Irish Prime Minister Jack Lynch has stirred up tempest in a teapot in Britain by speaking out on the supersensitive issue of Ulster's future.
In a rambling radio interview on Sunday, Lynch managed to offend the most cherished beliefs of Northern Ireland's Protestant majority.
He talked of eventual unity between Ulster and the Irish Republic, suggesting that London should "indicate" its "interest" in such a goal.
Lynch, 60, said that Prime Minister James Callaghan had privately assured him that any new Ulster governor would give minority Catholics a share in power. He held out the prospect of "some form of amnesty" for Irish Republican Army convicts if a real peace ever comes to the war-torn province.
These seemingly innocuous and familiar remarks brought angry protests in London and Belfast. Ulster's Protestant politicians broke off the desultory talks they were having with London's representatives over a limited form of local rule.They insisted that Callaghan must repudiate what Lynch said was an assurance over power-sharing.
Roy Mason, Callaghan's minister for Ulster, declared he was "surprised and disappointed by the unhelpful comments made by Mr. Lynch . . . Talk of an amnesty can do nothing but give succor to lawbreakers."
In Dublin, Garrett Fitzgerald, the leader of the opposition Fine Gael party, said Lynchs observations were "ill-considered" and "dangerously" obscure.
A close reading of Lynch's remarks shows he said nothing he has not said repeatedly in the past. If anything, he softened his party's published demand for a British declaration to get out of Ulster.
Tonight, Lynch attempted to reduce the "unexpected" heat his words had generated, stressing that his prop on amnesty would take effect only when IRA "violence and hostilities ceased and were not likely to break out afterwards."
Moreover, he said, he would not pardon those "convicted of crimes of violence . . . for offenses against the state." Lynch said he was continuing Ireland's cooperation with British police and soldiers in their joint war against the IRA.
Political observers are convinced that the shouting and alarums in London have more to do with Callaghan's domestic political considerations than with Ulster itself.
Callaghan is running a minority government that openly depends on uncertain support from 13 Liberals to stay in power. Behind the Liberals, Callaghan has a second line of defense, 10 Ulster Protestant members of Parliament.
Most of them generally vote with Callaghan's Labor government and he has gone to great lengths to keep them happy. For one thing, he and his minister Mason never publicly talk of power-sharing. Most Protestants hate the idea, largely because it would threaten their near monopoly of jobs in the province.
In 1974, Protestant workers paralyzed Ulster to destroy a government that gave Catholics a share in governing. There has been no serious political initiative in the province since then.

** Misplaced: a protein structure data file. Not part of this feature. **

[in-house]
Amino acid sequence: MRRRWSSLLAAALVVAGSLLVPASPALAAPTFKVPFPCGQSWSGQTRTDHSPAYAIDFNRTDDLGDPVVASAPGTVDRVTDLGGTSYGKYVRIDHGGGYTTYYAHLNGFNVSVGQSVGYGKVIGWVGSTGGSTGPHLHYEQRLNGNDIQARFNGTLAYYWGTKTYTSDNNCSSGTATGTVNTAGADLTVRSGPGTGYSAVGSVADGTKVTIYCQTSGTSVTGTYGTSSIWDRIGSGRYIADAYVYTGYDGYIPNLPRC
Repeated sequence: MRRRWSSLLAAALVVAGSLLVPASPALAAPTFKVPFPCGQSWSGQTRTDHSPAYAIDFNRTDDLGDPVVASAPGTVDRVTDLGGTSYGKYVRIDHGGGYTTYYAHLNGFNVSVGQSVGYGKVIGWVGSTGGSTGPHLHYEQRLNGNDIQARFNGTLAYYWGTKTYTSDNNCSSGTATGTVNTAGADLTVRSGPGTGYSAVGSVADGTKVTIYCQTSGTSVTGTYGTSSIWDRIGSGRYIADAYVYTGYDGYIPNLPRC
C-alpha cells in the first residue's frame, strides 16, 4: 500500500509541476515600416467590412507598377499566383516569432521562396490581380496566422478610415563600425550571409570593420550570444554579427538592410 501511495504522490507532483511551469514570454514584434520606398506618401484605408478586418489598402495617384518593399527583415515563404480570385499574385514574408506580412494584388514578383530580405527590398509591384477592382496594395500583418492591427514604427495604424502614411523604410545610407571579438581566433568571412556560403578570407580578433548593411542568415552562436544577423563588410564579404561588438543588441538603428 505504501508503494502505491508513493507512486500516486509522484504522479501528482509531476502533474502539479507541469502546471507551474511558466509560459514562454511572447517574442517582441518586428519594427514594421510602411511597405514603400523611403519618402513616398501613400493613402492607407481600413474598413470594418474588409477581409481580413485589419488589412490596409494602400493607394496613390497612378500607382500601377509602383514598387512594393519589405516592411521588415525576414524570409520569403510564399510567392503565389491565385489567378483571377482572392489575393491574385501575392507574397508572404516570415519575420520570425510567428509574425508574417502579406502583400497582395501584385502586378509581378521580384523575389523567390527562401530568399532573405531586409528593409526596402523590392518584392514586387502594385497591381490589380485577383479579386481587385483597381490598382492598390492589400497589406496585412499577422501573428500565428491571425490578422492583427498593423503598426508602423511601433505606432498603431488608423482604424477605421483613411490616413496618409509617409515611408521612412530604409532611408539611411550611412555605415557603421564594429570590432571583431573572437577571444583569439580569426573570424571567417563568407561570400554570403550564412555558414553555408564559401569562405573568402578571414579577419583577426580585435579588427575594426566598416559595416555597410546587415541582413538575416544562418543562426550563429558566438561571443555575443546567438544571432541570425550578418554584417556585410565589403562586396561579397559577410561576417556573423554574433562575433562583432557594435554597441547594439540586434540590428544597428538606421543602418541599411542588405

The Protestant leaders' boycott of home-rule talks affects very little. The talks were deadlocked anyway. As a minimum demand, Catholic leaders insist on a share in any rule; Protestants are equally insistent on retaining their unfettered supremacy. The present state of affairs, rule by Britain, freezes the status quo -- which suits the Protestants. So Lynch's statements are seen as a good opportunity to break off the meaningless talks.
Lynchs comments on a possible amnesty when a genuine peace is achieved undoubtedly offended Mason, a tough law-and-order man.
But observers here say it is hard to cite any guerilla war that ended without some form of forgiveness for guerrilla terrorists.
Perhaps the most emotion-ridden issue in Ulster is the border. Northern Ireland's million Protestants are mostly horrified at the thought of a forced union with the predominantly Catholic Irish Republic to the south. All leading Irish politicians, including Lynch, agree that Protestants must not be driven into union, the aim of the IRA.
What Lynch did assert was that Britain's "negative guarantee" of a Protestant veto erected a "steel wall" against which Protestants stand and refuse to consider any accommodation. He urged Britain to declare that union is an eventual solution. London, he said, should give "an indication of their interest in the unification of Ireland as an ultimate remedy without any timetable.
A substantial number of non-Catholics in Britain would agree with Lynch, including some of Callaghan's key advisers, but how to get there baffles everyone.
One unsolved political mystery is why Lynch chose to repeat his views now. Some think he is eager to unblock the stalemated Ulster question and stir things up in what is probably his last term in office.
His aides, however, insist he had no plan in mind but was simply responding to an interviewer's questions and is astonished at the fuss he has caused. Irish politicians, even canny ones like Lynch, often speak off the tops of their heads and this may have been another example of a local habit.